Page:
After doing the Book Blitz, I got the opportunity to have a chat with Anton Lee Richards, author of Blueberry Pancakes
1. Hello Anton, welcome to my blog. It is so wonderful to have you here, you seem quite shy and quiet, are you so in real life? Tell me something about yourself.
I wouldn’t say I’m shy, but this is my first novel, so there’s not much out there about me. I would say I’m an observer of “more interesting people than me.” Like Duncan, I have many people with a Marlene-like attitude in my life, the kind of people that walk into a room and everybody turns their heads, just because the person is so interesting. I’m not that person, but wouldn’t mind being that for a day.
2. Why did you write this genre? And how did you get the inspiration for this book?
I wanted to write a gay main character, but saw that most of the books out there with gay characters were romance novels. I toyed with the idea of a romance, of the story about Duncan and Jesse, but then it morphed into a self-discovery thing for him, where he learns to stick up to Jesse, and even to Marlene, to a lesser extent.
I love reading a genre we have here in the states called “Chic Lit.” It’s a humorous genre, with a female lead, that can have romance in it, but it’s not a romance. I wanted that type of fun, beach read feel, but with a gay male protagonist.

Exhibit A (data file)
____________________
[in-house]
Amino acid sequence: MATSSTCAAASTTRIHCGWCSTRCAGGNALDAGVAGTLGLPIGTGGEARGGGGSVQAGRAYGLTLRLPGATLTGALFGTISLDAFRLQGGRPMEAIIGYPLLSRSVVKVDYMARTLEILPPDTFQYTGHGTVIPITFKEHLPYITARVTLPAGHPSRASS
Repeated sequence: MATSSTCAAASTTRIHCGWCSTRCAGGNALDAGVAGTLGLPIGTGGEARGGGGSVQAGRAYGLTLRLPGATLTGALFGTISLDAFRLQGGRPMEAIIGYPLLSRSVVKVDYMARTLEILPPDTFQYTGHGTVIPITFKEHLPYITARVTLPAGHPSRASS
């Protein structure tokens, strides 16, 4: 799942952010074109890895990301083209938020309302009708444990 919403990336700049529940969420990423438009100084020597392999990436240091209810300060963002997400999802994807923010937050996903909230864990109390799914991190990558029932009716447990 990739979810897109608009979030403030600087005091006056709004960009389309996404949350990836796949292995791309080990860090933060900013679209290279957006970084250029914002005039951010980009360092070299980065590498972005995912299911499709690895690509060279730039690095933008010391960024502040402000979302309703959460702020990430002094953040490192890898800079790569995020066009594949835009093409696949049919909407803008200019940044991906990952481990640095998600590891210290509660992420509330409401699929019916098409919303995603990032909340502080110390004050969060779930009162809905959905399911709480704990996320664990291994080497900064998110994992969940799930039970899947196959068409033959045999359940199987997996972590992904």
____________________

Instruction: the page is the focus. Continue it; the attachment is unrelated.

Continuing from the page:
I picture Marlene having her own “Chic Lit” book. When I started “Blueberry Pancakes,” it was more serious book. Then many of my writer friends who took a look at the early drafts suggested that writing humor was my strong point, so I re-focused the tone on that.
3. Was the book based on your life in some ways, do you identity yourself with the main character? And did you have to do a lot of research on song writing for it?
I identify with Duncan in that his creative outlet is songwriting, and mine is writing. Both are creating, but not performance-based, like singing or public speaking. But I’m not shy, or a pushover like Duncan is. I’m more like Marlene in that aspect – or at least want to be. I’d like to say I’ve learned to say “screw it” and go after what I want, despite the obstacles, physical or otherwise.
4. I loved the title of your book; how did you get to this title? This title sure made a lot of bloggers hungry, including myself
I live in the Andersonville neighbourhood of Chicago, which is famous for its brunch restaurants. When I first moved here, I was on a diet, a brutal, low-carb one, and I would walk past these restaurants with pictures of yummy pancakes on the windows, dreaming away at buttery, maple-syrup-covered pancakes. I originally wanted to name it after one of the songs that Duncan writes, “Bohemian Gold,” but many early readers suggested I name it something pancake related. I chose blueberry because they’re my favorite.
5. Your most difficult scene to write in the book? And your favorite scene?
Difficult: The assault scene it Chapter 15. I wanted Duncan to face a harder struggle with yet another guy. It was important for Duncan to be changed by the experience.
Favorite: The Christmas Party with Christopher, the guy he’s dating. It embodies the campy gay life I’ve seen in Chicago. Everybody is shallow and self-centered, which makes for fun reading.
6. How long did it take for you write this book?
Many years. I started and stopped many times, focusing my attention to other, still unfinished, novels, and to non-writing things. The next one will go much faster because now I know how it’s done.
These were my serious questions. Catch me next Sunday with more fun questions for Anton…
My review of Blueberry Pancakes can be read here
All my reviews can be found here